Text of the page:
NASA is about to have its closest encounter ever with dwarf planet Ceres

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A NASA spacecraft is about to get up close and personal with Ceres, a giant asteroid that also happens to be the only dwarf planet in the inner solar system.

This month, NASA's Dawn spacecraft will shift into an orbit that will skim just 22 miles (35 kilometers) above Ceres at its closest point, allowing Dawn to get its best views yet of the dwarf planet. At its farthest point, the new elliptical orbit will carry Dawn out 2,500 miles (4,000 kilometers).

"The team is eagerly awaiting the detailed composition and high-resolution imaging from the new, up-close examination," Carol Raymond, principal investigator for the Dawn mission at NASA's Jet Propulsion Laboratory, said in a statement. "These new high-resolution data allow us to test theories formulated from the previous data sets and discover new features of this fascinating dwarf planet." [See Dawn's Amazing Photos of Dwarf Planet Ceres]

One target on Ceres is especially tantalizing during the new, lower orbit. That's Occator Crater, a place with strange, bright white spots.

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"As a bonus objective, scientists would like to study the elements in one of their favorite places (and perhaps one of yours as well): Occator Crater, site of the highly reflective salt deposits, famous not only on Ceres but also on Earth and everywhere else that readers follow Dawn's discoveries," Marc Rayman, mission director and chief engineer for Dawn at JPL, wrote in an April 29 blog post. "Studying this one crater and the area around it (together known as a geological unit) could reveal more about the complex geology there."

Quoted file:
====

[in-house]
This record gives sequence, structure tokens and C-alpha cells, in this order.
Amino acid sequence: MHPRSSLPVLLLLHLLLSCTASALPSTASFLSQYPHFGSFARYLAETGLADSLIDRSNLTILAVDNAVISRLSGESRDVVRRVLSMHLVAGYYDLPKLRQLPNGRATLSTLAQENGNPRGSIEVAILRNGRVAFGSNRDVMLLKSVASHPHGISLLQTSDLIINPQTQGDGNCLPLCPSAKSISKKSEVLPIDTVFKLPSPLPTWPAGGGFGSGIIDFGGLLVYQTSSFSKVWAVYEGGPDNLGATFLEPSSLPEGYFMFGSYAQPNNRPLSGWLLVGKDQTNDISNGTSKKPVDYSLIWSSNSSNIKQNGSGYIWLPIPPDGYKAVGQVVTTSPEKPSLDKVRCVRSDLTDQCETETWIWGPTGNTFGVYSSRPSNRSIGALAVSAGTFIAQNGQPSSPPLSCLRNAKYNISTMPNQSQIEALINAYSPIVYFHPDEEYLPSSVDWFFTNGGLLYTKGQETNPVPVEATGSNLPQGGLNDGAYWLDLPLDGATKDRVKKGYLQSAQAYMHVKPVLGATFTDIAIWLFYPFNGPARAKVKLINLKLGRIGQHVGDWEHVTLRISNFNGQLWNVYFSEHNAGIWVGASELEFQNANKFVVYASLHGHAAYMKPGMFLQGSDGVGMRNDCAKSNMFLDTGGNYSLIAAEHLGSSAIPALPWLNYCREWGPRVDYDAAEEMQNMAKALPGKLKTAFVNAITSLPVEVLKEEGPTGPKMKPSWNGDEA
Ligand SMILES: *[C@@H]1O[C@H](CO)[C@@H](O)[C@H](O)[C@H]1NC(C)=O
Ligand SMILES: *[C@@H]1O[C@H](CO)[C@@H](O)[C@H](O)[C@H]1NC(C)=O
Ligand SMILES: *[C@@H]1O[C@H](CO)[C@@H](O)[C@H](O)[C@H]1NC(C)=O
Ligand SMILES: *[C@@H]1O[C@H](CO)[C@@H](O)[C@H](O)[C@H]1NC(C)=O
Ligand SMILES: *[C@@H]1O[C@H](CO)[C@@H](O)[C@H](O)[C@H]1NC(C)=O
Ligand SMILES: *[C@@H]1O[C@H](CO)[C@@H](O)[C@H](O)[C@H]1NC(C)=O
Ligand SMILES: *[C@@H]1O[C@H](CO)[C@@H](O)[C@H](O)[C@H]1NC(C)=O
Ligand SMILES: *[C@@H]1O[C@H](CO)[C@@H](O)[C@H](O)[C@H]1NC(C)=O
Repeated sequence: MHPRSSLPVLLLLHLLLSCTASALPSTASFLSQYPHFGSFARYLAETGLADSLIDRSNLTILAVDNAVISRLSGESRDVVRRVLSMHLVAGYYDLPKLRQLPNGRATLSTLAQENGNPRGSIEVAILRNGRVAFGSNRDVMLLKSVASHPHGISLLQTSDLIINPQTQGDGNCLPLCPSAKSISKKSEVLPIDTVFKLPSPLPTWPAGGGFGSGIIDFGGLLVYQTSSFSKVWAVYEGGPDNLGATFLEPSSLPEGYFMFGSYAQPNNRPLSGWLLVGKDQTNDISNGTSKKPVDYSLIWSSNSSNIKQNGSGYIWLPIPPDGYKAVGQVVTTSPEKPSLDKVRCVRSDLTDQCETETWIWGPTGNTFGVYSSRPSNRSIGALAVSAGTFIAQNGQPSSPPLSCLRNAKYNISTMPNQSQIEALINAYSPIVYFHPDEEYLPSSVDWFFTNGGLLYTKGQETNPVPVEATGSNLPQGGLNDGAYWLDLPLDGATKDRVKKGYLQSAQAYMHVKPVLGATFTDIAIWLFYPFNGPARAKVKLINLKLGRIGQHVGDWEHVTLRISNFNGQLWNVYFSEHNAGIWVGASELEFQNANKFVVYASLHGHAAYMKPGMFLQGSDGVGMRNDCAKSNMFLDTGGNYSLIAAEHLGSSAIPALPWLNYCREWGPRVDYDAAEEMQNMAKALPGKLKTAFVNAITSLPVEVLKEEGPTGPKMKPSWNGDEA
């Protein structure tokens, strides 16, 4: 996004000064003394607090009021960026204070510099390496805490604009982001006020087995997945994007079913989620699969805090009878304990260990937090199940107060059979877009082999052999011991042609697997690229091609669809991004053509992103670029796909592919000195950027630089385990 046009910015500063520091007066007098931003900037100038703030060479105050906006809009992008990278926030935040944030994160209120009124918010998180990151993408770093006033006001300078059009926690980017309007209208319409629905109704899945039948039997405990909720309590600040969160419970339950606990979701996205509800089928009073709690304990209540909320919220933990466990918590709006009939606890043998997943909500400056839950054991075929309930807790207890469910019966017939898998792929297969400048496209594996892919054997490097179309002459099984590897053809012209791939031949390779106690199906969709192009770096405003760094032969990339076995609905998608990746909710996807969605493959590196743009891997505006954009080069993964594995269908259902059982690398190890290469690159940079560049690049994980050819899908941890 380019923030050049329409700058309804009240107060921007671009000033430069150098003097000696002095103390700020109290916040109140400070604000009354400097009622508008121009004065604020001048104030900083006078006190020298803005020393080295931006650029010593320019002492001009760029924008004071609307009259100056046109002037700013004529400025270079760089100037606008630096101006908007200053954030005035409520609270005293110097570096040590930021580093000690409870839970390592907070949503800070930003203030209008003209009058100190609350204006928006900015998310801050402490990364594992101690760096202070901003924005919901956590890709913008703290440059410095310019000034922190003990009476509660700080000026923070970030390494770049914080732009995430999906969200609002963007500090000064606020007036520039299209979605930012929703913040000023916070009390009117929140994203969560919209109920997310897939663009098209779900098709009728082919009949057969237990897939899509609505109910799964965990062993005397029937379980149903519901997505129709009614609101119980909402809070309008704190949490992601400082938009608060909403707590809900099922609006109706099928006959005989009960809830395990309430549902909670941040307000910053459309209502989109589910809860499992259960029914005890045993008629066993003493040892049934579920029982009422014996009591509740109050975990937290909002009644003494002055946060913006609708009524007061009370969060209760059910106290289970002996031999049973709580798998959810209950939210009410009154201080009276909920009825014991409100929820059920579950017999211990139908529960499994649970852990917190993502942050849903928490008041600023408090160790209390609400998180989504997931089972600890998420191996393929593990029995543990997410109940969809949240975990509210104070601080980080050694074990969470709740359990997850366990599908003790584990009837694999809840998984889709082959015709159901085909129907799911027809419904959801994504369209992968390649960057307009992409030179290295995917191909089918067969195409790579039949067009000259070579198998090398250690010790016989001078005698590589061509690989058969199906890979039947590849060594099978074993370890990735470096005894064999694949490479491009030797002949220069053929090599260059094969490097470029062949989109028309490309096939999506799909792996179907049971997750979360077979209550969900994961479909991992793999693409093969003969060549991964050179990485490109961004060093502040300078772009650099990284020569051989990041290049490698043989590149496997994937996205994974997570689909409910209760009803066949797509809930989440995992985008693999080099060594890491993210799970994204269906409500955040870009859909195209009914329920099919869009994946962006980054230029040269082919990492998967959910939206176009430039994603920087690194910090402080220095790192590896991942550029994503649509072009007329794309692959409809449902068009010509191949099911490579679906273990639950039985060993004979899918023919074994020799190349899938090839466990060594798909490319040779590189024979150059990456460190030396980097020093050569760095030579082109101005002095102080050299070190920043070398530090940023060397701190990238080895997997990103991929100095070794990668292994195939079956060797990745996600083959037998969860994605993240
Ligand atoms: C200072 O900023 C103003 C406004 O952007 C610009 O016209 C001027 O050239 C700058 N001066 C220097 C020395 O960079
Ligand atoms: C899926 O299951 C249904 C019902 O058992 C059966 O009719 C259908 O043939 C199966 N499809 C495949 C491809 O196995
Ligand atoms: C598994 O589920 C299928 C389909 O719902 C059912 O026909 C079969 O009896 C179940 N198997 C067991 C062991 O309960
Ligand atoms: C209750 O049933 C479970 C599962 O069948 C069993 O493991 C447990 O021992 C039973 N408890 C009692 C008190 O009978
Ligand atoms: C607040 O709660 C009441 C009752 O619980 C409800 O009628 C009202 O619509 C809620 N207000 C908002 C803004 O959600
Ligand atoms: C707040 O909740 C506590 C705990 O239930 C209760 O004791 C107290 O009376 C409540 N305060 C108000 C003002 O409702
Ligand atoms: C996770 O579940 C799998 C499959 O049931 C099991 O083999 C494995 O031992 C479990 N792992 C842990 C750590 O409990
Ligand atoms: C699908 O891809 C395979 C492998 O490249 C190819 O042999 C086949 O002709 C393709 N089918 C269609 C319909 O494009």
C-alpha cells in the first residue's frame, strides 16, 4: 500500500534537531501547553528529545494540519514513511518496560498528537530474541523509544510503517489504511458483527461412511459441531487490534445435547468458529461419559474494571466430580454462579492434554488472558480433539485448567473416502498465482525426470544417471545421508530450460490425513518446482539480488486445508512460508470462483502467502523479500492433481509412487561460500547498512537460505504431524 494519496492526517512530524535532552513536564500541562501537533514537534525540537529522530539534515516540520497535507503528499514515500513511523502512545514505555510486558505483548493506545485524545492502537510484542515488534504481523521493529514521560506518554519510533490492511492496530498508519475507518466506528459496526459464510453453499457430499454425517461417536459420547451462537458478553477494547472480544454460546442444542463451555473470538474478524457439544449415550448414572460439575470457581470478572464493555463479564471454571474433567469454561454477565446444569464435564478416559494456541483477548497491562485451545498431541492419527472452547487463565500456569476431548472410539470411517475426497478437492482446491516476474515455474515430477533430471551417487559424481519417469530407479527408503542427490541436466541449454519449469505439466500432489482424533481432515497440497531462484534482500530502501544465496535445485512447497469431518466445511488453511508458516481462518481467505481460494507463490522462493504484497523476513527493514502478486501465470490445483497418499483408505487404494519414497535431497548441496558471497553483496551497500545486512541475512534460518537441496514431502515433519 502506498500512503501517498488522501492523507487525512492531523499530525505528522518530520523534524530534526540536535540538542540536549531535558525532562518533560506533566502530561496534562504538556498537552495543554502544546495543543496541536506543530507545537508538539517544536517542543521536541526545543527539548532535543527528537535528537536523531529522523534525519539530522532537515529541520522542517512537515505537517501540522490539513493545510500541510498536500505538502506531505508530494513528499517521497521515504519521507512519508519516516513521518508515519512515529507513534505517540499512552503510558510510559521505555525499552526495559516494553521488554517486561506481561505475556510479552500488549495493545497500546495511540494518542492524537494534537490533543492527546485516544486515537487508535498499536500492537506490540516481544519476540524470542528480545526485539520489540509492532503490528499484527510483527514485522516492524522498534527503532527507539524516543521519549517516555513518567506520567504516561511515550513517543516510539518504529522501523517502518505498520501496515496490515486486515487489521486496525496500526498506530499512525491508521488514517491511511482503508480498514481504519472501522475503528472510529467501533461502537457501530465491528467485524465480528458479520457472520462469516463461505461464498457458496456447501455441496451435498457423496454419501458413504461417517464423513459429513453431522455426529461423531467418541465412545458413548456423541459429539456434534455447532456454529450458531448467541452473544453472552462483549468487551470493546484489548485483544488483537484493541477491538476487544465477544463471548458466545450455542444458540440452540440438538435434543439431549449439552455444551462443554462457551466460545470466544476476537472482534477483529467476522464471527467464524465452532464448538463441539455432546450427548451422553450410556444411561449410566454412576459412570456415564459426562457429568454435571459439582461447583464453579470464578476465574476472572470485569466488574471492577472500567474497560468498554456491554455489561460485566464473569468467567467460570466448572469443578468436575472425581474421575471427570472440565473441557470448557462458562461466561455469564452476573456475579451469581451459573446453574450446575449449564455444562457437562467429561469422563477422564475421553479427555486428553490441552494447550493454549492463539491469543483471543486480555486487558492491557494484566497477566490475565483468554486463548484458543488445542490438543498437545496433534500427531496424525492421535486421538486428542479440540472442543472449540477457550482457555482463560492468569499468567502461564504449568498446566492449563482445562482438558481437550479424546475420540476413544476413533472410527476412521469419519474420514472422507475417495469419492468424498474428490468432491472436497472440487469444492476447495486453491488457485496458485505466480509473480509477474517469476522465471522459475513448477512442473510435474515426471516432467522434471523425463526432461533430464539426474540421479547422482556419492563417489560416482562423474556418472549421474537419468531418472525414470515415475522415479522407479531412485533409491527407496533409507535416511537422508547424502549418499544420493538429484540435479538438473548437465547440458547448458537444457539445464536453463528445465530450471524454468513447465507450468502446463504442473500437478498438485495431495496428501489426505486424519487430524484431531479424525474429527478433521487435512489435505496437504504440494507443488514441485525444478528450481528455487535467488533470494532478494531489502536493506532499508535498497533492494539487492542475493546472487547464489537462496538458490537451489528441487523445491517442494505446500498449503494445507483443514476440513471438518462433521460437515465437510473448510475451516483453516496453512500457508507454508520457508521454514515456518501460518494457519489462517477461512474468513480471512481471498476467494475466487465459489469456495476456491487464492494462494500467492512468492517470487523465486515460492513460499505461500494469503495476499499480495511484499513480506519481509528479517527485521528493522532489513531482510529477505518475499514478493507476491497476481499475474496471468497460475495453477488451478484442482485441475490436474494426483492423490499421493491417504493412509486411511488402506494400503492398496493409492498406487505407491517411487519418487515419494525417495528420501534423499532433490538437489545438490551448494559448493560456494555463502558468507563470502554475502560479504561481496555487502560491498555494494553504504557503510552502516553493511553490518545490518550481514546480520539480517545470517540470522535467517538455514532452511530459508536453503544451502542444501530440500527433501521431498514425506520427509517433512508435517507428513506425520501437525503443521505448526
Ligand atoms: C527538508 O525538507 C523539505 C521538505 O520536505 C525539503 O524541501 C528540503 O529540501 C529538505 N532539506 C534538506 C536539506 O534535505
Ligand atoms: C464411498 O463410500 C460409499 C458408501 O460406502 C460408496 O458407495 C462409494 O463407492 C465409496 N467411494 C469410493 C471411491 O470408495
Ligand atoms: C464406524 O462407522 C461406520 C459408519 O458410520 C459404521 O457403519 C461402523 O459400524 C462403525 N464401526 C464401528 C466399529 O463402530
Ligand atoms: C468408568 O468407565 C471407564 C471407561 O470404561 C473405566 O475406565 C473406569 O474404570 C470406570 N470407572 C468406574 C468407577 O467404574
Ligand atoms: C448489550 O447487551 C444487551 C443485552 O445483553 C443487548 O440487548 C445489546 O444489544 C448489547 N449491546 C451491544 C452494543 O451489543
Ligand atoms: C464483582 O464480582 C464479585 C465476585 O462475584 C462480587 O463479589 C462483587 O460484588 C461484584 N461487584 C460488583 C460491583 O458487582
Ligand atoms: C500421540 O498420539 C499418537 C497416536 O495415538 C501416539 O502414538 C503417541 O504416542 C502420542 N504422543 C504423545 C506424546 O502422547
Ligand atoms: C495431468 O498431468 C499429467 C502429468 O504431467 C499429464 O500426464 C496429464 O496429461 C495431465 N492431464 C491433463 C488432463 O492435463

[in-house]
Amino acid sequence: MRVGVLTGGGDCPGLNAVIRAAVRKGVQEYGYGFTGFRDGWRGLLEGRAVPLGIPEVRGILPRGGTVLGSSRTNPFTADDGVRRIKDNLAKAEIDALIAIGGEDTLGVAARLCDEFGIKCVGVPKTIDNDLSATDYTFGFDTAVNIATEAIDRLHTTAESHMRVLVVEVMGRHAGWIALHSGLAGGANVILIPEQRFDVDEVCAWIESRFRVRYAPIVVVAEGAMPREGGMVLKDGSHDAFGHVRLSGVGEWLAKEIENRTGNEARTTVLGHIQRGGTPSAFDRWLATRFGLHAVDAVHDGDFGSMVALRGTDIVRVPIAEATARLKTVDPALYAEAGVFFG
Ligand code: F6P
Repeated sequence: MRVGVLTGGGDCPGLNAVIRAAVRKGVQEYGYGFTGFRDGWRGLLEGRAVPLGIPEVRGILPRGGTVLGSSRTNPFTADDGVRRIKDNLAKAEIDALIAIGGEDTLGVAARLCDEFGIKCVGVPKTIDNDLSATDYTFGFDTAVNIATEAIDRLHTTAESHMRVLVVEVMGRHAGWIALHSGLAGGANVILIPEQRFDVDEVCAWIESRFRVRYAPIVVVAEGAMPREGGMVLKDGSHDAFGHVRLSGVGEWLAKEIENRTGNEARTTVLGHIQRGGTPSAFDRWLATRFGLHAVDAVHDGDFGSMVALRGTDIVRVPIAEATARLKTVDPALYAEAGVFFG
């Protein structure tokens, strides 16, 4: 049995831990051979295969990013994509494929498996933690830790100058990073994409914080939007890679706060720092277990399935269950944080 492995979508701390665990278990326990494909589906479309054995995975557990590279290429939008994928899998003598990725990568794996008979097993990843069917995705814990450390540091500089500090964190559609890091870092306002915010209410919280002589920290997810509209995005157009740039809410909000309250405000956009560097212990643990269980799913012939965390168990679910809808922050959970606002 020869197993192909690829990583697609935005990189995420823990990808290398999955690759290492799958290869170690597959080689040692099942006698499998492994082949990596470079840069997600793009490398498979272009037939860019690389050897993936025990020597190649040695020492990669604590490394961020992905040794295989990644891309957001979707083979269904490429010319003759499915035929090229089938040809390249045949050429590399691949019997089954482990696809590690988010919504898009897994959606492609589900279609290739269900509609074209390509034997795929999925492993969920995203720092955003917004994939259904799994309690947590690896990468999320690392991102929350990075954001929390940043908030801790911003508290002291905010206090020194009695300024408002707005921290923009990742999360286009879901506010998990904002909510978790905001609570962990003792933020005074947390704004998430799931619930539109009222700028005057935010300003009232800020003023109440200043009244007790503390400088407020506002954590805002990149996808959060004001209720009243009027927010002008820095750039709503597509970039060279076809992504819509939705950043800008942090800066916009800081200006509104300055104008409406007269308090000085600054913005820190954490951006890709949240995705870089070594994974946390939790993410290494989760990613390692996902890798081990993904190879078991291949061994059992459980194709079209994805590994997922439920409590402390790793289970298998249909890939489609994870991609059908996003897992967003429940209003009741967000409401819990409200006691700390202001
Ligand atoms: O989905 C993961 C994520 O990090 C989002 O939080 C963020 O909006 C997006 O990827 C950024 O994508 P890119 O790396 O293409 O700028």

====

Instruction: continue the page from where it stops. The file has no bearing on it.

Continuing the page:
At its lowest point, Dawn will be 10 times closer to Ceres than the probe has ever been. In fact, Rayman said it will be the closest Dawn has been to an object in the solar system since it launched from Earth.

"The last time it was that close to a solar system body was when it rode a rocket from Cape Canaveral over the Atlantic Ocean more than a decade ago," he said.

In addition to photos, Dawn will use its instruments to understand the chemical composition of the top layer of Ceres' surface.

The Dawn spacecraft has been orbiting Ceres in the asteroid belt (between the orbits of Mars and Jupiter) since March 2015. NASA launched the mission in 2007, sending Dawn first to the large asteroid Vesta — the second largest object in the asteroid belt after Ceres — before moving on to Ceres itself. Dawn is equipped with a fuel-efficient ion drive that allowed it to fly between asteroids.

In 2016, the probe went into a high orbit above Ceres to study the dwarf planet from a distance that ranged between 2,800 miles (4,400 km) and 24,300 miles (39,100 km). Dawn spent much of the last year in that orbit and began lowering its path around Ceres on April 16 of this year, Rayman said.

Finding an orbit that would both get close to Ceres and allow for good science observations was a challenge for mission engineers, NASA officials said. Engineers ran through more than 45,000 potential variations before hitting on one that worked.

NASA's $466 million Dawn mission is in its second extended phase and will end its days in orbit around Ceres. After launching in 2007, the spacecraft headed to Vesta and spent a year orbiting that asteroid (from 2011 to 2012).

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